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Skill Level Beginner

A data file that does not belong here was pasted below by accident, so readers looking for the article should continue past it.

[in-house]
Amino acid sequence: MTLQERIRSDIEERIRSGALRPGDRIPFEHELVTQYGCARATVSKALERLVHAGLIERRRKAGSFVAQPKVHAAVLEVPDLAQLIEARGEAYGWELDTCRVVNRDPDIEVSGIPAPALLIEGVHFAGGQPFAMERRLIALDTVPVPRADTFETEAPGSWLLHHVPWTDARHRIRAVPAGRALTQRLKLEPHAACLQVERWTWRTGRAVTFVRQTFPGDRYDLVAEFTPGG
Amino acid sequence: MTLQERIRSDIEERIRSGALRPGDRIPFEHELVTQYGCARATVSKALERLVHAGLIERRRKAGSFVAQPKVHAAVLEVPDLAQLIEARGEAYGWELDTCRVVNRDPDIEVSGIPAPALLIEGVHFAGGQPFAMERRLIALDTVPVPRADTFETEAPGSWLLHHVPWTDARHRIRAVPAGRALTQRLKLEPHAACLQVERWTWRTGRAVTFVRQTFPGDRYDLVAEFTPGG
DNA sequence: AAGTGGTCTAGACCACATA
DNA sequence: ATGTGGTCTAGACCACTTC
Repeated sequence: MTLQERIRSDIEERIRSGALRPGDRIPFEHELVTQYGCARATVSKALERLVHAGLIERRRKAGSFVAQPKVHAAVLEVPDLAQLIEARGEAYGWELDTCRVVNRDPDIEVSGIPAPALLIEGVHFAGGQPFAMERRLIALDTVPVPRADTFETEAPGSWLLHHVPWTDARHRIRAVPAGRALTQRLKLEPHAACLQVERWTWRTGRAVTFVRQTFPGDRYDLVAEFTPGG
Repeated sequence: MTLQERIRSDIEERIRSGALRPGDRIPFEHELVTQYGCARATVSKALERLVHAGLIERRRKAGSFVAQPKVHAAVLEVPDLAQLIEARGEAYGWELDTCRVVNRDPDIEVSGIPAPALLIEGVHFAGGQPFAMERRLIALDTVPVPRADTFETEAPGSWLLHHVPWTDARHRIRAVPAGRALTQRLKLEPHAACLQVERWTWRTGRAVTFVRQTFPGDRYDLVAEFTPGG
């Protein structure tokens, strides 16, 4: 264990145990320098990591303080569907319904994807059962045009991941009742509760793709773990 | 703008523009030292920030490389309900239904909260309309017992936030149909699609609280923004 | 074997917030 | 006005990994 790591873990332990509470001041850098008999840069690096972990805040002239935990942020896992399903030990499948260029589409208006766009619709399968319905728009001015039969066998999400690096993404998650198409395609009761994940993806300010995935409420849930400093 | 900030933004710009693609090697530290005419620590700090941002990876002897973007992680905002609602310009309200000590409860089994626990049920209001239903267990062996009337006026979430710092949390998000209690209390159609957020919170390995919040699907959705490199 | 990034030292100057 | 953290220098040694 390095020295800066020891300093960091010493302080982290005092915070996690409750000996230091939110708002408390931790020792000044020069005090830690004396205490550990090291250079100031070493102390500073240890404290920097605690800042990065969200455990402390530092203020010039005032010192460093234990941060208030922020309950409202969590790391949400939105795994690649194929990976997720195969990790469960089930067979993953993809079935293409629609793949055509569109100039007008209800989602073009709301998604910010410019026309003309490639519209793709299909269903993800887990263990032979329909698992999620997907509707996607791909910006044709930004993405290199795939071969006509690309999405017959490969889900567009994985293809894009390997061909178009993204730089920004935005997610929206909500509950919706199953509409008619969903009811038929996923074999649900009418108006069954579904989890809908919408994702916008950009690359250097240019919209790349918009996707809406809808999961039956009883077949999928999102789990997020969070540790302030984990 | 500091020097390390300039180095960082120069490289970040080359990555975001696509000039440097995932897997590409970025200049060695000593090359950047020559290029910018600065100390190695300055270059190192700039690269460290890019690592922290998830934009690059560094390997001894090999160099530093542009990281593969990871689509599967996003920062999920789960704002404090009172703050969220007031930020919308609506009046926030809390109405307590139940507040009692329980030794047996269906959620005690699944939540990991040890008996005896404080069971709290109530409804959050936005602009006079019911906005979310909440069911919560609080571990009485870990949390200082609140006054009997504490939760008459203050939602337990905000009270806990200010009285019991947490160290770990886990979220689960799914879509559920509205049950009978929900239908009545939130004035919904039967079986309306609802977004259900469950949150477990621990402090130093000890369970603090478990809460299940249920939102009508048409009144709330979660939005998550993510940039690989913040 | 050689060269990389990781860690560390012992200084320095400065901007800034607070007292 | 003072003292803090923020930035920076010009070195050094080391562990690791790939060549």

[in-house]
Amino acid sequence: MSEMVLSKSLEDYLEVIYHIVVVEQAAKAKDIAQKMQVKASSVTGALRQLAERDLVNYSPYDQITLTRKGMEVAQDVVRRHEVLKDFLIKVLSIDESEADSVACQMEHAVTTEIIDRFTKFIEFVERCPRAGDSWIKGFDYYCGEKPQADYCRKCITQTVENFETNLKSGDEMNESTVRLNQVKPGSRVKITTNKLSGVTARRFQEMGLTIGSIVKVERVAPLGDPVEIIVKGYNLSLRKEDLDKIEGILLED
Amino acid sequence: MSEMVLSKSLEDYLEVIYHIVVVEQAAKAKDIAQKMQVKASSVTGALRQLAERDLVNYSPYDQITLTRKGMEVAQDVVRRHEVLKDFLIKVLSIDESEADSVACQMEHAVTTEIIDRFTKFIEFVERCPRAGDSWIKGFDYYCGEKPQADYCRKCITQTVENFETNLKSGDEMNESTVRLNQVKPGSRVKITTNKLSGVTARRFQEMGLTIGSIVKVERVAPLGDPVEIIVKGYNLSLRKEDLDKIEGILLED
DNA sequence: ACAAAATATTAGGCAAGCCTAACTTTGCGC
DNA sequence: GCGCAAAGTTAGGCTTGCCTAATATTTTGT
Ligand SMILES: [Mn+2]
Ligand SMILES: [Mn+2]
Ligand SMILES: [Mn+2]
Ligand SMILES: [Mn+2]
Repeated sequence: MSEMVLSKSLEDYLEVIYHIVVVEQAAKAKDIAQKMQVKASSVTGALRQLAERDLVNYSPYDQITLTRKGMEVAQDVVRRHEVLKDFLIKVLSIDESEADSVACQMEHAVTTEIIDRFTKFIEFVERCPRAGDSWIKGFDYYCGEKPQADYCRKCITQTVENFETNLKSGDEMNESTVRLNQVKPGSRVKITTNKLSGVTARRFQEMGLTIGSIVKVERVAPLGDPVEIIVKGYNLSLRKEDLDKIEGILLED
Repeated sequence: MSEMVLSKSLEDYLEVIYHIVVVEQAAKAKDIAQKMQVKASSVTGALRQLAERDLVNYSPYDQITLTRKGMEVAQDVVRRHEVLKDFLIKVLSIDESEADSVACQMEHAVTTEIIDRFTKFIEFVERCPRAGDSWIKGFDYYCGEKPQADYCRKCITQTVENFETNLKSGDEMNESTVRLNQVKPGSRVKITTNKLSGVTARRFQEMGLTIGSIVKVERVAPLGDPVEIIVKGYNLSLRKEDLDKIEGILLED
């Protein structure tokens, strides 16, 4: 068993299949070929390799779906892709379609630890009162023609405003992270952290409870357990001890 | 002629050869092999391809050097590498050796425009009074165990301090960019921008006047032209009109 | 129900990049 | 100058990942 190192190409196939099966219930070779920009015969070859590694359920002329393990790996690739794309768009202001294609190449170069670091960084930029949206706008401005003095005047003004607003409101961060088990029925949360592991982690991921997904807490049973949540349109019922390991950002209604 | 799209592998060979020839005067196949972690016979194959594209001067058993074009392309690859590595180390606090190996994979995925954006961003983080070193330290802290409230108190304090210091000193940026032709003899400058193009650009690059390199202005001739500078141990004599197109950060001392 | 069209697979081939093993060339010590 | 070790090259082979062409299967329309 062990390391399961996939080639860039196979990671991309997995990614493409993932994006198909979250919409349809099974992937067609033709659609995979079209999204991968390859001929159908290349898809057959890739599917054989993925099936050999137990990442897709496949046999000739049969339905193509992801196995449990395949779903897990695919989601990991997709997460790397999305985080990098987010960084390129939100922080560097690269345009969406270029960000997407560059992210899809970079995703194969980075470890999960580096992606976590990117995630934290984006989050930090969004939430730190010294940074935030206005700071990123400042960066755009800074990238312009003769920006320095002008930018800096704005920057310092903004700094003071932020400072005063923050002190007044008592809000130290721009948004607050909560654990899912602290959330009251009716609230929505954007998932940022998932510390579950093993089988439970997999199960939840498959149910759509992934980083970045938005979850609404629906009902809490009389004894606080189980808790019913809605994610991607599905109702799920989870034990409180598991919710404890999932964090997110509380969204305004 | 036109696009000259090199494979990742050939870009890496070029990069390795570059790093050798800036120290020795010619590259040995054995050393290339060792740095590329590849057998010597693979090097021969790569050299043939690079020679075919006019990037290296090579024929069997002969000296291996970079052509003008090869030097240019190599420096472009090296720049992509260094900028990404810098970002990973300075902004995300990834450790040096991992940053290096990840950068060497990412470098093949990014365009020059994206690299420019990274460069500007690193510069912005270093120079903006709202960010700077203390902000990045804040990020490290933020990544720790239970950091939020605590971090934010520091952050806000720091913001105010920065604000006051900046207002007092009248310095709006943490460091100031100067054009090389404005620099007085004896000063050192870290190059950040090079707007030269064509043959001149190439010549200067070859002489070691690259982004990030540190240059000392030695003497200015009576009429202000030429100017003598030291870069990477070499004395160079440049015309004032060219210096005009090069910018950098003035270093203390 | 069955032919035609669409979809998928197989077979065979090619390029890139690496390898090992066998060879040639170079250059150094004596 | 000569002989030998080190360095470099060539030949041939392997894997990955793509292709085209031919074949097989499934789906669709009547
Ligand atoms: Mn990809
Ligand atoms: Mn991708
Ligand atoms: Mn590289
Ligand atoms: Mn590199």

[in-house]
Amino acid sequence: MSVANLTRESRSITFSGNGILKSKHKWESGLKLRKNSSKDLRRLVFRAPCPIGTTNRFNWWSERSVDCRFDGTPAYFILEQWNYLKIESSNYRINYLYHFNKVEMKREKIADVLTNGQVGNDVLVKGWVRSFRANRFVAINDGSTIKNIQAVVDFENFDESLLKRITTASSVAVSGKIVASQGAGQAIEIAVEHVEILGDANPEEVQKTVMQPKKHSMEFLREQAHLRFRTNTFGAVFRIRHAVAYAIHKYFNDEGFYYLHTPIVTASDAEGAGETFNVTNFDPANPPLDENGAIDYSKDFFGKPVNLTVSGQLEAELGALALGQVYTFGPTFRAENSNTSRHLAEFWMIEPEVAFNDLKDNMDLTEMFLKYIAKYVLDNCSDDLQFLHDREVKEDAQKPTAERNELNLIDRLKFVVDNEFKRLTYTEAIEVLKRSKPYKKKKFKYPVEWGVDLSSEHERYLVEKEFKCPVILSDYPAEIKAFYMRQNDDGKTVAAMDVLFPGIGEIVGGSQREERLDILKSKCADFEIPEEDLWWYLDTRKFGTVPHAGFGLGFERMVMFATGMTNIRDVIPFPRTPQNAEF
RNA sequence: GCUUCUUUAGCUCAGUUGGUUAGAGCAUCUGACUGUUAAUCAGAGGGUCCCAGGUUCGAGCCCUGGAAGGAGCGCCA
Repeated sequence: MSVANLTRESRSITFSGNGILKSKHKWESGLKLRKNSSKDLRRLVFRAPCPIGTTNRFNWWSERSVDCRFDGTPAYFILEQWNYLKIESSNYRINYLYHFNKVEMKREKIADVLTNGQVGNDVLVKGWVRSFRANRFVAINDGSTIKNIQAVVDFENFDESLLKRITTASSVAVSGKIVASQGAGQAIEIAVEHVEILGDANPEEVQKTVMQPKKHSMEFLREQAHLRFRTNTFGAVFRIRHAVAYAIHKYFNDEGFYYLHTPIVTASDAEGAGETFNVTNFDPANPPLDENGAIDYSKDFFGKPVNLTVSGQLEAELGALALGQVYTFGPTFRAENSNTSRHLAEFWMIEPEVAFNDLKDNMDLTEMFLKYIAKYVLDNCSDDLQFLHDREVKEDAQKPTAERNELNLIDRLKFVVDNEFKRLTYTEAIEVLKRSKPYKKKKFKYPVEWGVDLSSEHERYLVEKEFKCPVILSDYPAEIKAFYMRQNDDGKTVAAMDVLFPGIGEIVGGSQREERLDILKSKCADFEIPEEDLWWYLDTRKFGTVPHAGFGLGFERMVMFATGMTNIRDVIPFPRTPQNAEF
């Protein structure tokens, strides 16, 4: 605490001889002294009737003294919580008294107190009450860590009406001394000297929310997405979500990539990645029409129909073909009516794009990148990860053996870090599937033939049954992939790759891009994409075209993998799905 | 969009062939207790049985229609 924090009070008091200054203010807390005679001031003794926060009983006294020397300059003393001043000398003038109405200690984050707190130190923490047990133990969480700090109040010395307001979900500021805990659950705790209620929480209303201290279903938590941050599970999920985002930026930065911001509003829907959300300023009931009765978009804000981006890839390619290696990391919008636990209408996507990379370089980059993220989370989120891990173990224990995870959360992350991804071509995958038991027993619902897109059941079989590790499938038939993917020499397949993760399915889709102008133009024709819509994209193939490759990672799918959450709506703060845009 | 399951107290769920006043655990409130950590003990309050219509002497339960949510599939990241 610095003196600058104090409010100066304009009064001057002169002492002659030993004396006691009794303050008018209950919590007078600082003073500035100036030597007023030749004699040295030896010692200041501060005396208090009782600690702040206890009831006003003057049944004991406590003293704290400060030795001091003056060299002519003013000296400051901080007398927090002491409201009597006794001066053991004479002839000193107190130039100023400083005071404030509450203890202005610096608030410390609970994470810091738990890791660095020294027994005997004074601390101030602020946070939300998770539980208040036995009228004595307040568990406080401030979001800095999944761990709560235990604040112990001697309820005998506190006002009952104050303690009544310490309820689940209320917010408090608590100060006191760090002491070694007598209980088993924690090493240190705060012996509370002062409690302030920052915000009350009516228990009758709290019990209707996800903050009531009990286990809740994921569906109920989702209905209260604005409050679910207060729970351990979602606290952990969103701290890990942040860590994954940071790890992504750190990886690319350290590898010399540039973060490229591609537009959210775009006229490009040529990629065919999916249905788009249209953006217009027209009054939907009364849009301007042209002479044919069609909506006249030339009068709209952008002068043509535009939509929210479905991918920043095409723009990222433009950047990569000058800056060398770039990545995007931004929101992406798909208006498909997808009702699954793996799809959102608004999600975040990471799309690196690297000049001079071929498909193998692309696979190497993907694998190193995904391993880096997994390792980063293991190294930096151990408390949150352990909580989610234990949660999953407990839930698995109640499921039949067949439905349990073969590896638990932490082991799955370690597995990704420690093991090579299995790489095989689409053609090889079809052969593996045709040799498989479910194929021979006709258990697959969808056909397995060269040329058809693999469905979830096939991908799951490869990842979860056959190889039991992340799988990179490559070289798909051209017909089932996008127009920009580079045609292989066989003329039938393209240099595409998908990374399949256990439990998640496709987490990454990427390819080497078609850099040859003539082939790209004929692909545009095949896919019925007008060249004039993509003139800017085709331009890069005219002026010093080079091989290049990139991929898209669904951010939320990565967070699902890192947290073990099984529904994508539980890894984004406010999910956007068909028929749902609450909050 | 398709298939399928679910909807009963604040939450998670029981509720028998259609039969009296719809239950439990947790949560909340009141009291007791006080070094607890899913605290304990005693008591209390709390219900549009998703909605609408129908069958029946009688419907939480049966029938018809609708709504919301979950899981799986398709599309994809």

(light music) - Story has always been part of my life. I remember my mother as a teacher reading me stories as I was growing up. I became a storyteller in my early career. And frankly, I think it's the thread that connects me through most of my career. I just believe in the power of story. It's a human center for us. It's how we communicate from generation to generation. It's who we are. And we think in business that story is kind of that superfluous thing you do at the end. Oh, it's kind of fluffy. Yeah, I need a story. My product's so great, but I guess I need a story. Story is essential. It's who you are, what your mission is in the world, why you do it, what you aspire to do. I think everybody needs to tell their story. And so, I always urge teams to bring the kind of story practice into how they work on an individual level. What's your story? You want to really like, have someone think you're crazy when you first meet them, not like, you know, what do you do? What's your story? If somebody asked you today, "What's your story?" what would you say? For me, I think like, okay, small town girl wanted to see the world and learned about change and innovation. Whatever it is, you have a story. I love simple exercises. If you're commuting home on a train tonight, look across, I mean don't stare too much at the person. They may think you're crazy. But what's their story? The flight attendant who's helping you get home tomorrow night on the flight home, what's her story? Just imagine their story. What motivates them? What do they do about their job that they love? I encourage teams to think about what's the story of their product. Give it a name. Imagine who's going to be using it. Create these kinds of archetypes around the user. Maybe one of the users is a sports enthusiast who on the weekends loves to bass fish. What does he do? Like does he have kids? What kind of job does he have? What motivates him? Why is he out there? That helps you connect better to the person you're trying to target and reach. Encourage teams together to have contests about who can come up with the best story about the product and reward them on storytelling. These are little hacks that you can do that you just like, what's your story? If this product had a story, what is it? If that person as a customer, what's their story? I guarantee you it'll start to change the way you look at your job. And don't just delegate it to the story department. Everybody needs to be the story department. (light music) I'm a big believer in this notion of mindshare before marketshare. It's what I've learned as a marketer. It's what I've learned as a storyteller. And I just, I think there are times in the business equation when you know you need to move quickly to make a direct sale. But it's pretty rare for a new product, a new idea, a new marketspace that people know what you're talking about. And so I'm a big believer as a brand builder that your goal is to build a story that people relate to. What you're trying to do is literally carve a little tiny insignia of your brand, your story, yourself in someone's brain. And so to me, a lot of time needs to be thought through of building up what people call mindshare. It's a way of making a connection, of people saying, "Oh, I get the story behind why they're doing it. Oh, I understand the strategy." For us, an example I saw in industry was we saw the digitization of industry, something as simple as calling it the industrial internet. We're not talking about the consumer internet now. We're talking about an industrial internet, all kinds of crazy data. Imagine if your jet engine tweets to you, what does that say? These became stories and ways to kind of carve your message and really, your strategy and the market that was evolving into the minds of your customers, of your employees. And you have to do it repeatedly over and over and over because these are new concepts. So I guarantee you, you show up with a new concept, people aren't going to buy it. They're not going to buy it as a concept. They're certainly not going to buy it as a product unless it's amazingly earth shattering, which few products are at first. They seem crazy. So I always urge companies in telling their story, you're trying to create that relevance, that connection around a story. So you're carving just a little tiny piece of yourself into someone's brain before they open up their wallet and give you a little bit of their budget. (light music) I think a lot about kind of cosmology events or these sort of big events that happen, that really bring a company to its knees. I happened to go through a 9/11 in a business sense. I happened to go through the financial crisis, working in a company that had a huge position in financial services. And these are these moments that bring a business to a halt, to say, "Why are we here? What do we stand for? What's the future?" And I often find the way to get through these is you have to do a couple of things. One, you have to remember where you've been, which is kind of counterintuitive. You're in this crisis moment. These big sort of new stars are aligning these cosmology events and they've deeply impacted your potential future. And so the first thing I think you have to do is go back to the past. Like, where were we great? What's our strength? What's our story that got us here? And how is that going to help us go forward? So you're doing sense-making. I think there's a lot of research that says you can't really go forward until you understand why you've done what you've done. And then you start to declare your aspirations, your strategy, and you build a story around it. Here's a new future. And we know we feel confident we can start to get there because we've always built apps. We've always done financial services. And now we're just going to provide financial services to a different customer base. Whatever the situation is, I'm really just trying to make a case for knowing where you've come from, use that as a base of strength, and then setting a vision for the future that really is a story. It's a strategy that you tell as a story. And those become part of your narrative. (light music)